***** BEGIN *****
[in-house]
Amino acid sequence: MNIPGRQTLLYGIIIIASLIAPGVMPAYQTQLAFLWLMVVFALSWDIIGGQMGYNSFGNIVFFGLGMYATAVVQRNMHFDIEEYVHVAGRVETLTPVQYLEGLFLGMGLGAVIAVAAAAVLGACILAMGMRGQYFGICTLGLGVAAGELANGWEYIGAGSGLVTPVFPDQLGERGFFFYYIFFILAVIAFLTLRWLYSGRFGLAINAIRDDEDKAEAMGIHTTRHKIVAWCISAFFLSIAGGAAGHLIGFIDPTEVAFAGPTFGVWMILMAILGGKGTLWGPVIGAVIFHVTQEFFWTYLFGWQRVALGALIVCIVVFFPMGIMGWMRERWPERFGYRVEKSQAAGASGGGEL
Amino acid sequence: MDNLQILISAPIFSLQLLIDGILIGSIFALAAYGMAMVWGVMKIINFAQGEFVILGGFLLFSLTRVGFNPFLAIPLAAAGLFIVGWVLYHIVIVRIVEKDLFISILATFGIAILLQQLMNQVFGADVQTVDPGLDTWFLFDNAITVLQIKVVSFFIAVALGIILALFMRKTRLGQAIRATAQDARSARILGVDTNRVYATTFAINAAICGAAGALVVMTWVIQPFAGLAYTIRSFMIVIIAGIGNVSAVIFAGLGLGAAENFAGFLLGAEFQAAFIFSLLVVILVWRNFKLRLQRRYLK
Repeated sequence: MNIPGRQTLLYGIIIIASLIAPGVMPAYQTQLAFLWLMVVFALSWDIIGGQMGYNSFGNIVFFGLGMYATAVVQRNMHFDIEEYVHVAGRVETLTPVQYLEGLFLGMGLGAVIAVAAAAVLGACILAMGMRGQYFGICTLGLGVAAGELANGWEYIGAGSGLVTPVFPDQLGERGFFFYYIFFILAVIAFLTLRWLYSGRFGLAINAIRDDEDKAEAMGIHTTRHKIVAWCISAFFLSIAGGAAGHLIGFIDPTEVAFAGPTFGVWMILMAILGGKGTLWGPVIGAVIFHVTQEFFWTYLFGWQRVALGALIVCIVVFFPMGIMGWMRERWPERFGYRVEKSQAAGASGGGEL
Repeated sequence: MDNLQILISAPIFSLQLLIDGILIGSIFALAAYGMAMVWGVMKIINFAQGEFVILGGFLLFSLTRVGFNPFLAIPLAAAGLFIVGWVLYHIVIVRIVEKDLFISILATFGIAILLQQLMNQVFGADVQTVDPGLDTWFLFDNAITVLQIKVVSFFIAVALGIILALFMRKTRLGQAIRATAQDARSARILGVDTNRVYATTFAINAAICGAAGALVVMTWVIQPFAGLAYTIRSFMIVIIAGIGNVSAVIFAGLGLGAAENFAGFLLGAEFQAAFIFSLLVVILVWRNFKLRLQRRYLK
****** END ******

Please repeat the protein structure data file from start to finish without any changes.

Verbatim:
[in-house]
Amino acid sequence: MNIPGRQTLLYGIIIIASLIAPGVMPAYQTQLAFLWLMVVFALSWDIIGGQMGYNSFGNIVFFGLGMYATAVVQRNMHFDIEEYVHVAGRVETLTPVQYLEGLFLGMGLGAVIAVAAAAVLGACILAMGMRGQYFGICTLGLGVAAGELANGWEYIGAGSGLVTPVFPDQLGERGFFFYYIFFILAVIAFLTLRWLYSGRFGLAINAIRDDEDKAEAMGIHTTRHKIVAWCISAFFLSIAGGAAGHLIGFIDPTEVAFAGPTFGVWMILMAILGGKGTLWGPVIGAVIFHVTQEFFWTYLFGWQRVALGALIVCIVVFFPMGIMGWMRERWPERFGYRVEKSQAAGASGGGEL
Amino acid sequence: MDNLQILISAPIFSLQLLIDGILIGSIFALAAYGMAMVWGVMKIINFAQGEFVILGGFLLFSLTRVGFNPFLAIPLAAAGLFIVGWVLYHIVIVRIVEKDLFISILATFGIAILLQQLMNQVFGADVQTVDPGLDTWFLFDNAITVLQIKVVSFFIAVALGIILALFMRKTRLGQAIRATAQDARSARILGVDTNRVYATTFAINAAICGAAGALVVMTWVIQPFAGLAYTIRSFMIVIIAGIGNVSAVIFAGLGLGAAENFAGFLLGAEFQAAFIFSLLVVILVWRNFKLRLQRRYLK
Repeated sequence: MNIPGRQTLLYGIIIIASLIAPGVMPAYQTQLAFLWLMVVFALSWDIIGGQMGYNSFGNIVFFGLGMYATAVVQRNMHFDIEEYVHVAGRVETLTPVQYLEGLFLGMGLGAVIAVAAAAVLGACILAMGMRGQYFGICTLGLGVAAGELANGWEYIGAGSGLVTPVFPDQLGERGFFFYYIFFILAVIAFLTLRWLYSGRFGLAINAIRDDEDKAEAMGIHTTRHKIVAWCISAFFLSIAGGAAGHLIGFIDPTEVAFAGPTFGVWMILMAILGGKGTLWGPVIGAVIFHVTQEFFWTYLFGWQRVALGALIVCIVVFFPMGIMGWMRERWPERFGYRVEKSQAAGASGGGEL
Repeated sequence: MDNLQILISAPIFSLQLLIDGILIGSIFALAAYGMAMVWGVMKIINFAQGEFVILGGFLLFSLTRVGFNPFLAIPLAAAGLFIVGWVLYHIVIVRIVEKDLFISILATFGIAILLQQLMNQVFGADVQTVDPGLDTWFLFDNAITVLQIKVVSFFIAVALGIILALFMRKTRLGQAIRATAQDARSARILGVDTNRVYATTFAINAAICGAAGALVVMTWVIQPFAGLAYTIRSFMIVIIAGIGNVSAVIFAGLGLGAAENFAGFLLGAEFQAAFIFSLLVVILVWRNFKLRLQRRYLK